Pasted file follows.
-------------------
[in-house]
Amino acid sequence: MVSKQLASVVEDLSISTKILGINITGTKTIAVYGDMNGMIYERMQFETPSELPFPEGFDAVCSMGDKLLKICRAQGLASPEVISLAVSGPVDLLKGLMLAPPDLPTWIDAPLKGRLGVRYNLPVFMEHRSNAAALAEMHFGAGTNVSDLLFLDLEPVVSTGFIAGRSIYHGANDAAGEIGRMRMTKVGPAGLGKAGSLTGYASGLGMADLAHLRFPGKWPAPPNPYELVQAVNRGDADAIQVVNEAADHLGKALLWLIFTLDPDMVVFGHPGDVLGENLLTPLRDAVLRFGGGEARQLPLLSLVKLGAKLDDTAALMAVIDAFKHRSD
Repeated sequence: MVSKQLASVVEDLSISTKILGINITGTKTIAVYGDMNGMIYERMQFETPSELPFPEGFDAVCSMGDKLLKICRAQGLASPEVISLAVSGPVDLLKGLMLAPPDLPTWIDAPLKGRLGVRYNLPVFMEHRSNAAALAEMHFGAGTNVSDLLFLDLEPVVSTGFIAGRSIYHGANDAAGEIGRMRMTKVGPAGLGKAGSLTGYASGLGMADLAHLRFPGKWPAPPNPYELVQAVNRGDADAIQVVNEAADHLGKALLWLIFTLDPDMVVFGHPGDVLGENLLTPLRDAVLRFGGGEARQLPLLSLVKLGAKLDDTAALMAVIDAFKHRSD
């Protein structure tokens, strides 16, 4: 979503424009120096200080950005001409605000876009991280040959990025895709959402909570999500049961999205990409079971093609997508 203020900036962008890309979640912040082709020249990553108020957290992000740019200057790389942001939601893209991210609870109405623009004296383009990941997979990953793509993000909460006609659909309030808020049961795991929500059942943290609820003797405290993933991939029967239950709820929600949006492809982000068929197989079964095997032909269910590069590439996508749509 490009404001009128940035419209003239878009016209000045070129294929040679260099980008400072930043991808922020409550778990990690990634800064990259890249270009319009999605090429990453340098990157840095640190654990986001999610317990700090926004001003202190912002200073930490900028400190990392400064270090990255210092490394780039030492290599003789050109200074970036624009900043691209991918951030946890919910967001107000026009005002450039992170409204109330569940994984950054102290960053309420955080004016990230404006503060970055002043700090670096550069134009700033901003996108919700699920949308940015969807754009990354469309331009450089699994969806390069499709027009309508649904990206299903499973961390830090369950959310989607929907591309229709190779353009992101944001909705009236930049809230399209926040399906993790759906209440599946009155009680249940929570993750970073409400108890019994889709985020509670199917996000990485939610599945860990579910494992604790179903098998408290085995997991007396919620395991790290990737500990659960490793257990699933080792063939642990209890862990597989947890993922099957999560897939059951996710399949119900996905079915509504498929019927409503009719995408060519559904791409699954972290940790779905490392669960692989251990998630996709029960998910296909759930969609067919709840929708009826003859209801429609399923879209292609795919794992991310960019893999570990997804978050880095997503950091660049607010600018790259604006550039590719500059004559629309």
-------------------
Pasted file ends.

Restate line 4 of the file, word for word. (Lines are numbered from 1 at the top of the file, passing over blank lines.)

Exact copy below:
């Protein structure tokens, strides 16, 4: 979503424009120096200080950005001409605000876009991280040959990025895709959402909570999500049961999205990409079971093609997508 203020900036962008890309979640912040082709020249990553108020957290992000740019200057790389942001939601893209991210609870109405623009004296383009990941997979990953793509993000909460006609659909309030808020049961795991929500059942943290609820003797405290993933991939029967239950709820929600949006492809982000068929197989079964095997032909269910590069590439996508749509 490009404001009128940035419209003239878009016209000045070129294929040679260099980008400072930043991808922020409550778990990690990634800064990259890249270009319009999605090429990453340098990157840095640190654990986001999610317990700090926004001003202190912002200073930490900028400190990392400064270090990255210092490394780039030492290599003789050109200074970036624009900043691209991918951030946890919910967001107000026009005002450039992170409204109330569940994984950054102290960053309420955080004016990230404006503060970055002043700090670096550069134009700033901003996108919700699920949308940015969807754009990354469309331009450089699994969806390069499709027009309508649904990206299903499973961390830090369950959310989607929907591309229709190779353009992101944001909705009236930049809230399209926040399906993790759906209440599946009155009680249940929570993750970073409400108890019994889709985020509670199917996000990485939610599945860990579910494992604790179903098998408290085995997991007396919620395991790290990737500990659960490793257990699933080792063939642990209890862990597989947890993922099957999560897939059951996710399949119900996905079915509504498929019927409503009719995408060519559904791409699954972290940790779905490392669960692989251990998630996709029960998910296909759930969609067919709840929708009826003859209801429609399923879209292609795919794992991310960019893999570990997804978050880095997503950091660049607010600018790259604006550039590719500059004559629309």